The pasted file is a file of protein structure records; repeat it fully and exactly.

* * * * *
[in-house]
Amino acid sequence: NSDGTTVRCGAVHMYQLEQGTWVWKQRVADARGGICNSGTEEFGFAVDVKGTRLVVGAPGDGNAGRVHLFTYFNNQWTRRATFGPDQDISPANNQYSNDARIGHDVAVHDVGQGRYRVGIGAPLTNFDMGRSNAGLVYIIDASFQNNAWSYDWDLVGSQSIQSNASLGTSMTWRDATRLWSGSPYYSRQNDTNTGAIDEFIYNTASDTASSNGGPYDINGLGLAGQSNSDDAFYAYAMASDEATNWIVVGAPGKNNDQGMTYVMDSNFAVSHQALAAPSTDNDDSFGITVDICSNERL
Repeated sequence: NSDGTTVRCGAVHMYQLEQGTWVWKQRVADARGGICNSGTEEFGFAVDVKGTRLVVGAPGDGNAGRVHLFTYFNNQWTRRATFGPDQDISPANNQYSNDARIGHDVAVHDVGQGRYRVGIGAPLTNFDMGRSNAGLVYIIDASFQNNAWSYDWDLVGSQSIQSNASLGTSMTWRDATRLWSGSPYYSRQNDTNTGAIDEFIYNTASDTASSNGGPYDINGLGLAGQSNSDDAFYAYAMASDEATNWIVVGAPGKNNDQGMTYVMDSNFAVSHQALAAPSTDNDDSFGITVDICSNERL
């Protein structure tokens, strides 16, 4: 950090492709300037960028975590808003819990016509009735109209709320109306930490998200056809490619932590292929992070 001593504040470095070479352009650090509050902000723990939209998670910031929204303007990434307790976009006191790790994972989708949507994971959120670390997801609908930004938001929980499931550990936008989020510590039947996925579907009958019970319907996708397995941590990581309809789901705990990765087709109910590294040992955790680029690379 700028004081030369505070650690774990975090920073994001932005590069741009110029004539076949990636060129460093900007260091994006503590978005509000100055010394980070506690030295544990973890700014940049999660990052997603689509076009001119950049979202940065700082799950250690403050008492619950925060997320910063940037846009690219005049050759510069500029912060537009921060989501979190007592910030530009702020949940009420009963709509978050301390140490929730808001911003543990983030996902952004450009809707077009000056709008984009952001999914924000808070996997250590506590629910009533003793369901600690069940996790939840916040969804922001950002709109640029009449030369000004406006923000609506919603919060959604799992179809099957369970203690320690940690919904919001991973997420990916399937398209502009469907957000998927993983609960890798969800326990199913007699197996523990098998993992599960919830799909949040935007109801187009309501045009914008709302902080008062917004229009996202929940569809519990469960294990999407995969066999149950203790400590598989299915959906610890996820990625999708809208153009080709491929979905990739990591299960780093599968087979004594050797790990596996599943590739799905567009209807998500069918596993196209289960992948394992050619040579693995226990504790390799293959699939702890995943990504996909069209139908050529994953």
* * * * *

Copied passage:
[in-house]
Amino acid sequence: NSDGTTVRCGAVHMYQLEQGTWVWKQRVADARGGICNSGTEEFGFAVDVKGTRLVVGAPGDGNAGRVHLFTYFNNQWTRRATFGPDQDISPANNQYSNDARIGHDVAVHDVGQGRYRVGIGAPLTNFDMGRSNAGLVYIIDASFQNNAWSYDWDLVGSQSIQSNASLGTSMTWRDATRLWSGSPYYSRQNDTNTGAIDEFIYNTASDTASSNGGPYDINGLGLAGQSNSDDAFYAYAMASDEATNWIVVGAPGKNNDQGMTYVMDSNFAVSHQALAAPSTDNDDSFGITVDICSNERL
Repeated sequence: NSDGTTVRCGAVHMYQLEQGTWVWKQRVADARGGICNSGTEEFGFAVDVKGTRLVVGAPGDGNAGRVHLFTYFNNQWTRRATFGPDQDISPANNQYSNDARIGHDVAVHDVGQGRYRVGIGAPLTNFDMGRSNAGLVYIIDASFQNNAWSYDWDLVGSQSIQSNASLGTSMTWRDATRLWSGSPYYSRQNDTNTGAIDEFIYNTASDTASSNGGPYDINGLGLAGQSNSDDAFYAYAMASDEATNWIVVGAPGKNNDQGMTYVMDSNFAVSHQALAAPSTDNDDSFGITVDICSNERL
């Protein structure tokens, strides 16, 4: 950090492709300037960028975590808003819990016509009735109209709320109306930490998200056809490619932590292929992070 001593504040470095070479352009650090509050902000723990939209998670910031929204303007990434307790976009006191790790994972989708949507994971959120670390997801609908930004938001929980499931550990936008989020510590039947996925579907009958019970319907996708397995941590990581309809789901705990990765087709109910590294040992955790680029690379 700028004081030369505070650690774990975090920073994001932005590069741009110029004539076949990636060129460093900007260091994006503590978005509000100055010394980070506690030295544990973890700014940049999660990052997603689509076009001119950049979202940065700082799950250690403050008492619950925060997320910063940037846009690219005049050759510069500029912060537009921060989501979190007592910030530009702020949940009420009963709509978050301390140490929730808001911003543990983030996902952004450009809707077009000056709008984009952001999914924000808070996997250590506590629910009533003793369901600690069940996790939840916040969804922001950002709109640029009449030369000004406006923000609506919603919060959604799992179809099957369970203690320690940690919904919001991973997420990916399937398209502009469907957000998927993983609960890798969800326990199913007699197996523990098998993992599960919830799909949040935007109801187009309501045009914008709302902080008062917004229009996202929940569809519990469960294990999407995969066999149950203790400590598989299915959906610890996820990625999708809208153009080709491929979905990739990591299960780093599968087979004594050797790990596996599943590739799905567009209807998500069918596993196209289960992948394992050619040579693995226990504790390799293959699939702890995943990504996909069209139908050529994953």